Preventive tip: When travelling, place cotton puffs over each eye shadow, blush, or powder before closing the case. Store them in a cool, dry place.
Clogged Hair-Spray Pump
Cause: A clogged nozzle typically occurs when a small amount of resin, which is what gives hair spray its stickiness and holding properties, dries and sticks to the exit hole in the sprayer.
Cure: Hold the nozzle under warm running water, then remove the residue with a tissue or use a toothpick to gently scrape away any debris lodged in the hole.
Preventive tip: After each use, run the nozzle under warm water, then dry with a tissue. Store hair spray with the cap on in a cool, dry place. If you use hair spray only occasionally, buy small cans to avoid build up in the nozzle over time.
Jammed Lotion Pump
Cause: It’s either a clog (a bit of lotion in the hole of the pump has hardened) or a pump defect (one of the mechanism’s many parts is misaligned).
Cure: If a clump is the issue, run the pump under hot water, then use a toothpick, a needle, or a bobby pin to dig the blockage out of the hole. If this doesn’t work, and the pump itself is the cause, take it out and pour the lotion into a plastic cosmetics bottle.
Preventive tip: After each use, wipe away any lotion sitting at the tip of the pump with a cotton swab.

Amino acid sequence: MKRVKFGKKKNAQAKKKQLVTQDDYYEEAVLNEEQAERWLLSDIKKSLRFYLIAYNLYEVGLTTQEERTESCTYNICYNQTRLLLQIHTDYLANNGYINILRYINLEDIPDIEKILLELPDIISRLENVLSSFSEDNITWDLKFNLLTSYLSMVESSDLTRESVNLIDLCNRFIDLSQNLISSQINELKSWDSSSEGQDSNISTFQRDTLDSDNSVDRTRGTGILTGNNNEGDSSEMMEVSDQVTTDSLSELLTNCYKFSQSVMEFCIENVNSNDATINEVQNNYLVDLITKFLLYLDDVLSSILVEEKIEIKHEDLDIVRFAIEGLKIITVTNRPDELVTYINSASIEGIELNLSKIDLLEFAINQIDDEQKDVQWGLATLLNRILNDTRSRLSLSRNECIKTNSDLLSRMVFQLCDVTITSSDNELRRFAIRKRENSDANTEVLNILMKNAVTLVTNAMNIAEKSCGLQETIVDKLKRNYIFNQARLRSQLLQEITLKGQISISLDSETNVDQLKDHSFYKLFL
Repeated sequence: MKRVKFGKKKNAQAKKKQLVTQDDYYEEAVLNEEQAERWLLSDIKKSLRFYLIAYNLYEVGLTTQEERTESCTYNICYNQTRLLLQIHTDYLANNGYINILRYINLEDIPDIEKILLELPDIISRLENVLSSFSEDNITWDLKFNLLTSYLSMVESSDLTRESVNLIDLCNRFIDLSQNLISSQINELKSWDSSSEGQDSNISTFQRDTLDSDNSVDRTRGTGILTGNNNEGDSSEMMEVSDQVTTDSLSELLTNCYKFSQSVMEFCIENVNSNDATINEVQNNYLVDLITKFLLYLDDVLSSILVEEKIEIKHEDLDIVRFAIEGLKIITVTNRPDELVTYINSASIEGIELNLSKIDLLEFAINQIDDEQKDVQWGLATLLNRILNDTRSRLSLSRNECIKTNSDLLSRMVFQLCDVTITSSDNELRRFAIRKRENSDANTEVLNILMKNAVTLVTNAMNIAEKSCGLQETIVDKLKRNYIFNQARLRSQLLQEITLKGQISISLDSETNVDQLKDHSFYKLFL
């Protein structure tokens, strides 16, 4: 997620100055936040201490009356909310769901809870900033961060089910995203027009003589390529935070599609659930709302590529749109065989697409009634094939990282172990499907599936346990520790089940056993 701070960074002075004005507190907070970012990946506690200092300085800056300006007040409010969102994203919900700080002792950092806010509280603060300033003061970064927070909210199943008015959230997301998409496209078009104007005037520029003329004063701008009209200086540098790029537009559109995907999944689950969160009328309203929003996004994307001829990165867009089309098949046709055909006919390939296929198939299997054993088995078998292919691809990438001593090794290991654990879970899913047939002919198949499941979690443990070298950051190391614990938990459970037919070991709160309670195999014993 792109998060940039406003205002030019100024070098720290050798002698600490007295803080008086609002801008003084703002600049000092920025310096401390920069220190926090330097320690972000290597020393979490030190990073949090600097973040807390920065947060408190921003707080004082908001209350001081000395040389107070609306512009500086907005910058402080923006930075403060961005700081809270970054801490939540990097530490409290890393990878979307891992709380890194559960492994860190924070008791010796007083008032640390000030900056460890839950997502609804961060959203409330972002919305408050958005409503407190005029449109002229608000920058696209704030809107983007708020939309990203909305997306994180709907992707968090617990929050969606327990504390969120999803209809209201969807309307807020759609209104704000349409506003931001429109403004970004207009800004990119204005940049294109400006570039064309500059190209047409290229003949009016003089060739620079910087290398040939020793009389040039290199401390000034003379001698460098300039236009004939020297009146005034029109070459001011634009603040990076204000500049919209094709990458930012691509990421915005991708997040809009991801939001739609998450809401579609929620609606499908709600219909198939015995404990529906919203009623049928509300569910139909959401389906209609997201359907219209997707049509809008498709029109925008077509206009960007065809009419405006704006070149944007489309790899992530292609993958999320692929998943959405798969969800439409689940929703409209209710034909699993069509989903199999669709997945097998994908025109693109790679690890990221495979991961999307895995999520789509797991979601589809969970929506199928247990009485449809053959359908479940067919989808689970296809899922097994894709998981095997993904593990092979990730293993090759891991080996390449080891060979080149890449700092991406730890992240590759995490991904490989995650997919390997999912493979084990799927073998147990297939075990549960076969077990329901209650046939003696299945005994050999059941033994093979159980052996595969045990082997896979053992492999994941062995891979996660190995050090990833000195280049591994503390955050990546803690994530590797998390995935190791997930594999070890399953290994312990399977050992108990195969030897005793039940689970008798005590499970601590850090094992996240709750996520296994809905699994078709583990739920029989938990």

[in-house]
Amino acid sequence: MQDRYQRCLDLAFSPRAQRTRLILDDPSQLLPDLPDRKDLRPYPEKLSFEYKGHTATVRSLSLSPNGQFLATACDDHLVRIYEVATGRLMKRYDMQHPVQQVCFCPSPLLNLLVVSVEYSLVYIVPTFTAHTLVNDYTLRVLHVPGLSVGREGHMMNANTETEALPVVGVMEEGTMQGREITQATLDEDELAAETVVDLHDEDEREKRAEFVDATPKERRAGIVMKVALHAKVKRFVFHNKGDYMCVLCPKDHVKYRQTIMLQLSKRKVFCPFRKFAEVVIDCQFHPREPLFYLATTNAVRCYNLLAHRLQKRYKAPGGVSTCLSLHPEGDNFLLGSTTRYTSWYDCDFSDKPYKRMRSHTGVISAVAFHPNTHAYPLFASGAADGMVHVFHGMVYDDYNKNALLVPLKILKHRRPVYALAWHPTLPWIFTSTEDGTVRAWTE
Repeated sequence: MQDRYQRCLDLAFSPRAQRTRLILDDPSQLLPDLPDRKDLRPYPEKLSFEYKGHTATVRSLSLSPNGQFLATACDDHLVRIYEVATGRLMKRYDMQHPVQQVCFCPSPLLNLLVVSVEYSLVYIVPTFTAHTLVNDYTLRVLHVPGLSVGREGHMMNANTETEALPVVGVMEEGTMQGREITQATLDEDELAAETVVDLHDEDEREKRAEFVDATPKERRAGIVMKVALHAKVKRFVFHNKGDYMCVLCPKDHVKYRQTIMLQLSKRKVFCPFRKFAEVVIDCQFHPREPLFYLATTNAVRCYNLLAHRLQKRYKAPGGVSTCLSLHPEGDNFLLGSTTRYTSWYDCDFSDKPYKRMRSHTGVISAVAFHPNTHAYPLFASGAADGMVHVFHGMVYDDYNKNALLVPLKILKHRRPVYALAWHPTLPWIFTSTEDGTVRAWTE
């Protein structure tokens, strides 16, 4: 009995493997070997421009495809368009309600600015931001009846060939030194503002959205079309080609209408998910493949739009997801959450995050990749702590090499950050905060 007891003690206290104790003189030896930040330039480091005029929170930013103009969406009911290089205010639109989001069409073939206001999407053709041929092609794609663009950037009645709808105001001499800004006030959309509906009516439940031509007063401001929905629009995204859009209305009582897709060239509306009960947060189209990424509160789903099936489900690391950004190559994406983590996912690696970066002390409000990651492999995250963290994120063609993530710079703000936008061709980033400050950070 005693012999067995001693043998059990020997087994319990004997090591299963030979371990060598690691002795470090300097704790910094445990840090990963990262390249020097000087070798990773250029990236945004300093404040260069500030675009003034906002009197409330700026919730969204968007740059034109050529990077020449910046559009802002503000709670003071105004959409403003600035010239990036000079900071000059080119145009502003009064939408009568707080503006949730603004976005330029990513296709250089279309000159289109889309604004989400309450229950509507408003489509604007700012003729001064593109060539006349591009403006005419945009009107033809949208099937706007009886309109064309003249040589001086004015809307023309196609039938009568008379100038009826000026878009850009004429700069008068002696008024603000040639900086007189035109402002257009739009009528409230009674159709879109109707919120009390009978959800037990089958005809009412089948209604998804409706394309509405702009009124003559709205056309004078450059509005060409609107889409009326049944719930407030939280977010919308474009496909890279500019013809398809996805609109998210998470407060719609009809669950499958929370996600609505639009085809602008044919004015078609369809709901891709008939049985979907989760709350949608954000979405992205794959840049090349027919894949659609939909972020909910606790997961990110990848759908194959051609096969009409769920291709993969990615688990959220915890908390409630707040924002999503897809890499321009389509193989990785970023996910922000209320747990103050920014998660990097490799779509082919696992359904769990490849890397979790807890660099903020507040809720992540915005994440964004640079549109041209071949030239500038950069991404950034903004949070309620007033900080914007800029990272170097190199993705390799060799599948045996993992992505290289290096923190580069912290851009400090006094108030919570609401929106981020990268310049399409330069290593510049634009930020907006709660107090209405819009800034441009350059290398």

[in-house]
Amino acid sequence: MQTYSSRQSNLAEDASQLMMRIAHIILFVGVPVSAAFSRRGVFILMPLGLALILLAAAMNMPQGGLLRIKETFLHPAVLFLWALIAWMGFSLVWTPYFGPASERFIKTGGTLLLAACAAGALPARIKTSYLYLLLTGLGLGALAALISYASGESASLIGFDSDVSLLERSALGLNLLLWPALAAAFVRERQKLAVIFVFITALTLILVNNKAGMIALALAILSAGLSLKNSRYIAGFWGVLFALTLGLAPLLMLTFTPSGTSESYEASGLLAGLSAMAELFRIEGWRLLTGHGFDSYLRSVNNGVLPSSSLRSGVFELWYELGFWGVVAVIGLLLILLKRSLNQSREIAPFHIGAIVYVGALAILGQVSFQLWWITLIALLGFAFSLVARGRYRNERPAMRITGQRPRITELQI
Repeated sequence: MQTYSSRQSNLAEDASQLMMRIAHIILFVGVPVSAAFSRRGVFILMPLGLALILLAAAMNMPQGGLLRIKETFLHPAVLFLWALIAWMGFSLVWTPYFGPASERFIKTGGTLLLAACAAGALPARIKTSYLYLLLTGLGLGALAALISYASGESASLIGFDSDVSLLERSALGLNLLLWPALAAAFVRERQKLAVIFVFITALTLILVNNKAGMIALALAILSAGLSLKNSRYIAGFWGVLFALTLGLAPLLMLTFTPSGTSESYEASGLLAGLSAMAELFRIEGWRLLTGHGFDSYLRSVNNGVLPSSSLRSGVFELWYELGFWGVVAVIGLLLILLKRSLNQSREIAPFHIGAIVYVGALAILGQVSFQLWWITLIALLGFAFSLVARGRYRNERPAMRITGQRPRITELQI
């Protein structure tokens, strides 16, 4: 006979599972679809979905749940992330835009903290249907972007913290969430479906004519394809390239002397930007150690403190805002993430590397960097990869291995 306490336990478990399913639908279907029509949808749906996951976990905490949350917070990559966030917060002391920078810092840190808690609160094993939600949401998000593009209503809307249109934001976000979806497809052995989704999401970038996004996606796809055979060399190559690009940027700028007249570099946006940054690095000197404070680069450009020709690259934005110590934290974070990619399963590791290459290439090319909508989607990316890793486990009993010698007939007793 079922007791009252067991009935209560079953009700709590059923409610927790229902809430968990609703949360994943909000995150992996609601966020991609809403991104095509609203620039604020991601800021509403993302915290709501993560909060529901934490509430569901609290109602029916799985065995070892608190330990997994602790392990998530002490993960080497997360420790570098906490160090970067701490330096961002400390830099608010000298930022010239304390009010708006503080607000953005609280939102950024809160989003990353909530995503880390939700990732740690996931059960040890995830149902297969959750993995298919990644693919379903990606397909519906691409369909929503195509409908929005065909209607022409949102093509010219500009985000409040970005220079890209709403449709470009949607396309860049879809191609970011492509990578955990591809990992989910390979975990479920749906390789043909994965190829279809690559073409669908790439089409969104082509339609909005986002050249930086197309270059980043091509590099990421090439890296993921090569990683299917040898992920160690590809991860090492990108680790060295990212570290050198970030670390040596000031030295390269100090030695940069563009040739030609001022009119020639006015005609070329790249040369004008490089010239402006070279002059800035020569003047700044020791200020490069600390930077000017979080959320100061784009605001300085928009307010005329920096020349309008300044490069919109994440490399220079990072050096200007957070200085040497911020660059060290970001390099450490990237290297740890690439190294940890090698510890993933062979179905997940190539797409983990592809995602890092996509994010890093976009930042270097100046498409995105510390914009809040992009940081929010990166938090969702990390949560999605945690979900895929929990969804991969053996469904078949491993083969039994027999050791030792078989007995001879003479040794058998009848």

Missing or Broken Aerosol Cap
Cause: If the cap is broken, it may have been assembled with greater force than necessary. This can cause the cap to spread slightly, making it weaker. If, on the other hand, the cap has pulled a disappearing act, it probably wasn’t securely attached to begin with or it got jostled loose with use.
Cure: Fortunately, many companies use the same packaging, so try taking a cap from another bottle. Gently press it down onto the stem, being careful to point it away from your face.
Preventive tip: Replace the cap by pressing it gently and directly on the centre of the nozzle.
HOW TO CORRECT 8 COMMON BEAUTY MISTAKES
Look and feel your best with these easy ways to correct everyday beauty blunders.
Common Mistake: Using Conditioner All Over Your Hair
Most people apply conditioner as they do shampoo: starting at the top of the head and working it all through the hair. But the hair closest to the roots is healthy new growth; it’s the ends that are older and more likely to be damaged. Apart from wasting product, conditioning the roots can weigh your hair down and make it look greasy.
A better way: Starting at your ears, apply conditioner all the way to the ends. You will gain volume and won’t have to wash your hair as often.
Common Mistake: Applying Foundation Without Giving Moisturiser Time to Dry
The creaminess of a moisturiser can cause makeup to thin out if the moisturiser hasn’t had enough time to soak into the skin. This can result in blotchiness and ultimately limit the amount of coverage your foundation can offer throughout the day.
A better way: Wait 60 seconds, until the moisturiser is absorbed. Or, if you’re short on time, blot your face with a tissue after moisturising, then apply foundation.
Common Mistake: Spraying on Perfume After You Are Dressed